Welcome, all! Here are links to everything in the "Will It Lens?" series.
- Part 1: introduction, melting pennies, dimes, toothpaste, Tylenol, milk, chalk, gourd, can.
- Part 2: equipment upgrades, CDs, disposable silverware, brass penny, burned pennies.
- Part 3 (Food Edition): popcorn, grape, kumquat, Frosted Mini Wheat, jelly beans, Reese's Pieces.
- Part 4: wood, quarter, soap, dishwasher detergent, bacon, egg, honey, seashell, almonds, gummy bears, M&Ms.
- Part 5 (Temperature Breakthrough): marshmallow, peeps, copper, iron, sand, glass
- More to come
- Gallery of all pictures: This contains every picture we took. There's a lot of junk in here; the good pictures are in the blog posts above.
FREQUENTLY ASKED QUESTIONS AND SUGGESTIONS (updated)
- Can you melt glass?
This surprised us, but yes! Normal glass is more properly called "sodalime glass," which has a much lower melting point than pure silicon dioxide (which we originally thought glass was made of, and which we haven't been able to melt yet). However, we have trouble melting clear things because they don't absorb the sunlight. Nonetheless, we melted a dark brown glass in part 5.
- Can you melt sand?
Kinda. The sand we tried is a mixture of quartz, feldspar, and iron. We can melt the last two, but we haven't melted quartz yet. Look at part 5 for more details.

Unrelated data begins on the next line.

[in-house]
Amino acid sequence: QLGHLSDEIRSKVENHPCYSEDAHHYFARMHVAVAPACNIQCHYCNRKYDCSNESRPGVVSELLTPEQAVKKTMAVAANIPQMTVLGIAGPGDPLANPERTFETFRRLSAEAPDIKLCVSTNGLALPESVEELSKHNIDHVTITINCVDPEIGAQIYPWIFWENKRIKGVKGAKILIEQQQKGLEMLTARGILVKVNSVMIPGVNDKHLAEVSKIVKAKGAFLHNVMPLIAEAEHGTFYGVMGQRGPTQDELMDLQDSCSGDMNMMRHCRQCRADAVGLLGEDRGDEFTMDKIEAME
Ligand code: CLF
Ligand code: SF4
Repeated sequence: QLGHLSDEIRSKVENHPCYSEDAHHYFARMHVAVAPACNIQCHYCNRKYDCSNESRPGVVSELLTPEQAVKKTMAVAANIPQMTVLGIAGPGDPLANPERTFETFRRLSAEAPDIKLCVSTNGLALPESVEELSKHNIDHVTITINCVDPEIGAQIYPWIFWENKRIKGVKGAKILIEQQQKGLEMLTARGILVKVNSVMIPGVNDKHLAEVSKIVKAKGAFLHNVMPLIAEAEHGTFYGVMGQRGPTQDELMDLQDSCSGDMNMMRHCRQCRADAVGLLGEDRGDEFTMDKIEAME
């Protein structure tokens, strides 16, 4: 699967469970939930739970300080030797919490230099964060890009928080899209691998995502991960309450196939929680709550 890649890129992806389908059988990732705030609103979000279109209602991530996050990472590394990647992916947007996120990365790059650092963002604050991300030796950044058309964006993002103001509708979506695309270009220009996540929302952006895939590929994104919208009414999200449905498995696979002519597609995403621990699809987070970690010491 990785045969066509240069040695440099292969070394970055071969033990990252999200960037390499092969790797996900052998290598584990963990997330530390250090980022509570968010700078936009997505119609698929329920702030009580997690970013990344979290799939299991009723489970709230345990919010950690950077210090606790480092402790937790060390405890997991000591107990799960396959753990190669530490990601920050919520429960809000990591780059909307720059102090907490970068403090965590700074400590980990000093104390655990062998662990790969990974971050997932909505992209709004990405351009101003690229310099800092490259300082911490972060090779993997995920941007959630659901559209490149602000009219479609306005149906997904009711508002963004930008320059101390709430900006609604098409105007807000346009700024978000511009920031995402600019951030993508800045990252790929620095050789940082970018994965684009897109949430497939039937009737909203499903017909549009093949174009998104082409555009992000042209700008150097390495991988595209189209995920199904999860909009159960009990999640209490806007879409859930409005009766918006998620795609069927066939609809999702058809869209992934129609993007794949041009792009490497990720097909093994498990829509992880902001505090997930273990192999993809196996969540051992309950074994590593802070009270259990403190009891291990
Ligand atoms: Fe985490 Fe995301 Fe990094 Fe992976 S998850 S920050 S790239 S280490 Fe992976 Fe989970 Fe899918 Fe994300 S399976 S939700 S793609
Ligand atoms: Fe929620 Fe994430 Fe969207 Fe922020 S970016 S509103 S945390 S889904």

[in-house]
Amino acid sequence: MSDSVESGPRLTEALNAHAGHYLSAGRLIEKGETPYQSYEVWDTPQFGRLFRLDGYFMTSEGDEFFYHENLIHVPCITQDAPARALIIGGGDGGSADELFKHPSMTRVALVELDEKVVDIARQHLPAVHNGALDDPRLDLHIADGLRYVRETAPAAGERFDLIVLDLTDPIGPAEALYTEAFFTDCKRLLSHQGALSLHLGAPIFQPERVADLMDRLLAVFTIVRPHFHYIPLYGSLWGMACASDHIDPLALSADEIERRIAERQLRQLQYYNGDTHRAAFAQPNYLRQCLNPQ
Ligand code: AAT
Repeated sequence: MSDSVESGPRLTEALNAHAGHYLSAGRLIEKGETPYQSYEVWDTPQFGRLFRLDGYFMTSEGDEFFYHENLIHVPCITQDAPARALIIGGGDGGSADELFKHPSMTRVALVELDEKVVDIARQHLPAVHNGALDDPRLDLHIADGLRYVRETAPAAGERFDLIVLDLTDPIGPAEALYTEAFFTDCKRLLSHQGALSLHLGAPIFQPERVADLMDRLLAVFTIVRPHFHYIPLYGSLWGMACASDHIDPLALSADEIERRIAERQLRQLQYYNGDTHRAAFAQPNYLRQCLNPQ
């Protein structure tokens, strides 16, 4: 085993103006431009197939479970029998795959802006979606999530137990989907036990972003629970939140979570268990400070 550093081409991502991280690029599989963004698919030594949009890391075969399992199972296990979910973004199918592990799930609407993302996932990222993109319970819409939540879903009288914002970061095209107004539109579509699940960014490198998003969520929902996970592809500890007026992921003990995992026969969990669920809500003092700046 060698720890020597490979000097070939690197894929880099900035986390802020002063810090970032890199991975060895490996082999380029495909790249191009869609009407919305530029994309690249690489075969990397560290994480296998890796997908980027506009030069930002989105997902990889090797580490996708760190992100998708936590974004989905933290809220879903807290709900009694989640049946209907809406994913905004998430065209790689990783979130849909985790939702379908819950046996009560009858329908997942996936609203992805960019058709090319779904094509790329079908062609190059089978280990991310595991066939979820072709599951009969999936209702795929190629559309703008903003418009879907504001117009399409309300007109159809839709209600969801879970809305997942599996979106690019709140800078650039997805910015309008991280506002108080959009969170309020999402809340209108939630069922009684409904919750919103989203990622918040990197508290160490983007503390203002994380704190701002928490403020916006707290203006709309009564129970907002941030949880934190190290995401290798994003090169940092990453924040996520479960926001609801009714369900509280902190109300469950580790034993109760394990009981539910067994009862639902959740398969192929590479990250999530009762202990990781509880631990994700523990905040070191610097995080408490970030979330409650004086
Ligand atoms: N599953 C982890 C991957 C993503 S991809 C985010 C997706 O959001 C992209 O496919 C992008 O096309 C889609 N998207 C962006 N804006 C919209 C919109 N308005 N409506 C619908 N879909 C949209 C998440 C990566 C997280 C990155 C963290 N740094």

- Can you lens electronics?
We probably could, but we don't want to because the fumes are really noxious. There's lead and other stuff that's terrible for your lungs in there.
- Can you use a second lens to focus the light even more?
- Where did you get the lens? How much did it cost?
I think we got it from here. When we ordered it, I think it was about $120, plus shipping. If you include the wood for the frame and stand, the welding goggles, and the skillet, we've probably spent over $200 on lens-related stuff so far.
- You should lens something that will burst and explode all over the place!
That would be very entertaining, but we need to clean everything up before lunch is over, so we're not doing anything too messy in the foreseeable future (no unopened pop cans, no aerosols, etc.). If we ever take the lens out to the middle of the desert, we will consider lensing messy things.
- You should lens an iPhone, iPod, or other hip status symbol.
First, see question 3 about electronics. Then, remember that we're paying for all of this with our own money. We'd prefer not to lens anything that costs more than a couple dollars. Everything we've tried so far has cost under $1 each (almost everything is under $0.25 each).
- Isn't it illegal to destroy money?
Not unless you do it with the intent to defraud someone. Remember the last time you went to the zoo? You probably saw one of those machines that will take your penny, flatten it out, and stamp an image of a penguin or something on it as a souvenir. Melting a penny is no more illegal than one of those machines.
Other articles that link to this series: